A border collie is running through a green yard on a nice day.

Your dog appreciates a warm and inviting space just like you do. It is important to build a well-rounded home base for your dog that provides for all of their canine needs. The goal should be to limit hazards and promote comfortability in the home. Dogs are curious by nature, and that can be dangerous if a home isn’t dog-proofed. They don’t need much, but utilizing your resources to create an enriching space will go a long way in fostering a healthy well-being for your pup. 

By the same token, dogs deserve a space that nurtures their curiosity and their need to feel engaged with their surroundings. Most people learn some of their first life skills at home — walking, talking, etc. — and the same goes for dogs. They will develop many of their life-long skills and habits in the home, so providing a productive environment and routine for your dog can be the base of building a strong foundation for your bond.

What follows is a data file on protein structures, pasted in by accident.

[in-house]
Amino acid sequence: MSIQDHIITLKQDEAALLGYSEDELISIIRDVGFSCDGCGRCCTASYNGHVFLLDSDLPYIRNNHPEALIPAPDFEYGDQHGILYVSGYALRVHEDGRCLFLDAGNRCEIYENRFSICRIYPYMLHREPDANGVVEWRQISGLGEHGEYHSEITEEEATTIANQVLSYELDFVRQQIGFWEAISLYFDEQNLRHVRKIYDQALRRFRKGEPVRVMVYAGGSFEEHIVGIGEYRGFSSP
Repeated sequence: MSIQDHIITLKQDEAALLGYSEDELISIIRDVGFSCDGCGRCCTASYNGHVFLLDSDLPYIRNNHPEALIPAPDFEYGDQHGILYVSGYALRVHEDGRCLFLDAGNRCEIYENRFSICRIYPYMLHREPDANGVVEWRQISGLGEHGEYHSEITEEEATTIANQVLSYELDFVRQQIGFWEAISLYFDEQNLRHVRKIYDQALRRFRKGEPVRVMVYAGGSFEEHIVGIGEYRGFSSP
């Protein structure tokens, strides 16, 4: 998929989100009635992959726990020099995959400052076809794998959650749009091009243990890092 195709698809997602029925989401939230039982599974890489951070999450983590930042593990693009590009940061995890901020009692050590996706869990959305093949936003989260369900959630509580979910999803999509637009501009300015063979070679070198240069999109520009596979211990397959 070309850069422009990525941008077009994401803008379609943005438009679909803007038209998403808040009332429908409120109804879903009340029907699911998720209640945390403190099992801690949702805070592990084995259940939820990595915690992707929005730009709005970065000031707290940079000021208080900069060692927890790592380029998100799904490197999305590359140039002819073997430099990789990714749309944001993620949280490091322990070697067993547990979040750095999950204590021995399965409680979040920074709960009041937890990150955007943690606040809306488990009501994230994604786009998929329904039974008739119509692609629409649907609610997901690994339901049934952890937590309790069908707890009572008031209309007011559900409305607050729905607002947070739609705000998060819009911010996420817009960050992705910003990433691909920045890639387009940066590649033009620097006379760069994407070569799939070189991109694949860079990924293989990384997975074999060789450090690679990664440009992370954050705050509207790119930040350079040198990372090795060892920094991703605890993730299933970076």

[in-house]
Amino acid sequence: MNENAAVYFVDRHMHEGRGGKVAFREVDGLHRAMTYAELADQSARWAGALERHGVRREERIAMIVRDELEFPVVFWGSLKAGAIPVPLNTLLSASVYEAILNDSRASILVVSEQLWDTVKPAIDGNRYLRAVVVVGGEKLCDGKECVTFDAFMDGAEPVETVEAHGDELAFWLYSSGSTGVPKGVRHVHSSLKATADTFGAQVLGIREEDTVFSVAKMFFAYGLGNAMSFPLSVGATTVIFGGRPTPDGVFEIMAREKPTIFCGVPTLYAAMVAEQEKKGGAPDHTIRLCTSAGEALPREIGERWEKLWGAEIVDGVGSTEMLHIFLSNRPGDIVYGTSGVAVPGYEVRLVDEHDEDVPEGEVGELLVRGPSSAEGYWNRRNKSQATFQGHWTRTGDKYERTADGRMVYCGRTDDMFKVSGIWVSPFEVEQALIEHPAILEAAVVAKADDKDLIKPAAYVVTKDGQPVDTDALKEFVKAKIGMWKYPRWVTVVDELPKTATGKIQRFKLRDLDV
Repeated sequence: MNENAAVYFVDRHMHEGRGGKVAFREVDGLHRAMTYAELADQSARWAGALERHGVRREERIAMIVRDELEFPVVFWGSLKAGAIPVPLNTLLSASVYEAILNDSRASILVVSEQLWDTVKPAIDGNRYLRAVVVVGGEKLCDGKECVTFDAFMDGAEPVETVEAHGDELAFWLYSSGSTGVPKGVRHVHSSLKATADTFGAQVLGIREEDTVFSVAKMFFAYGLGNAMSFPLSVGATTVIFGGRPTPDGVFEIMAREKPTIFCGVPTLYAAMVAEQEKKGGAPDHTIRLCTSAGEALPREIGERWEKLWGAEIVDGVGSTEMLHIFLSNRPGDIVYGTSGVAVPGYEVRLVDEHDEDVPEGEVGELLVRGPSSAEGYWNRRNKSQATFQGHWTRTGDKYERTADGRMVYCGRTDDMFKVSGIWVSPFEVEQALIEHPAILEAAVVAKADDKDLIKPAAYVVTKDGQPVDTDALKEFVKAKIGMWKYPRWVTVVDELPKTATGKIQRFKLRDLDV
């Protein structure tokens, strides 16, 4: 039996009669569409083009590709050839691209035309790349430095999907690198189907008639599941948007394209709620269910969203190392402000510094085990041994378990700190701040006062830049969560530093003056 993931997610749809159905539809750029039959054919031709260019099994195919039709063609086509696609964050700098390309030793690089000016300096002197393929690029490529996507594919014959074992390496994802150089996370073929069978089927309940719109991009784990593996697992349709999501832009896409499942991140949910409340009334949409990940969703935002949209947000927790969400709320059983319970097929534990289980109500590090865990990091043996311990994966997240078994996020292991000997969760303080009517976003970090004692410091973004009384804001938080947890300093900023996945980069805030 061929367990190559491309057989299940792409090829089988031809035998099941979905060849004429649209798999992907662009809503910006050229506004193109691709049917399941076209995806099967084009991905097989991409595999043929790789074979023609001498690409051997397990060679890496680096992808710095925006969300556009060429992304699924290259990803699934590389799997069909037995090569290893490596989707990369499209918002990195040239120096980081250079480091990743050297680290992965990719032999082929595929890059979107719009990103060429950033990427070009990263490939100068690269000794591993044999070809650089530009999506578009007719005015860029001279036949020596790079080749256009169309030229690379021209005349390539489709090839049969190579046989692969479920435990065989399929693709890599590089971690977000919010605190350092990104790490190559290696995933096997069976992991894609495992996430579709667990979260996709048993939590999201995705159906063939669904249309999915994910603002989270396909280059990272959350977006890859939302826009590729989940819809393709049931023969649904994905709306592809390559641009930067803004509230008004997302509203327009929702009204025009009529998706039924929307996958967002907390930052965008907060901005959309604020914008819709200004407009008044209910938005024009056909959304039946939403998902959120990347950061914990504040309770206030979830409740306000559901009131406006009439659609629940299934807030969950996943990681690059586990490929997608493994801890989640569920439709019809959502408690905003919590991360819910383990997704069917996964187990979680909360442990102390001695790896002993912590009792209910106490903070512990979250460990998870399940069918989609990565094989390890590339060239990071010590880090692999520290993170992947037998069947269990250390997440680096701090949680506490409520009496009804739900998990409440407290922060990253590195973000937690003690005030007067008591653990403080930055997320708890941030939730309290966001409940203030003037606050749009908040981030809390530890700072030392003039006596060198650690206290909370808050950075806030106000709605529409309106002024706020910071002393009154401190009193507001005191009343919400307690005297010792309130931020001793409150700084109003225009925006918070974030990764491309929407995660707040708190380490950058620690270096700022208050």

Keeping both in mind, we have provided some tips below so that every dog owner can create a space where dogs are protected but can also feel not just welcome, but like they are part of the family.

Common Household Hazards for Pups

Pups are creative in their mischief, so it is important to think one step ahead of any dangerous fixations when building a safe home for dogs. 

Below are some of the most common hazards that pose a threat to your dog’s safety: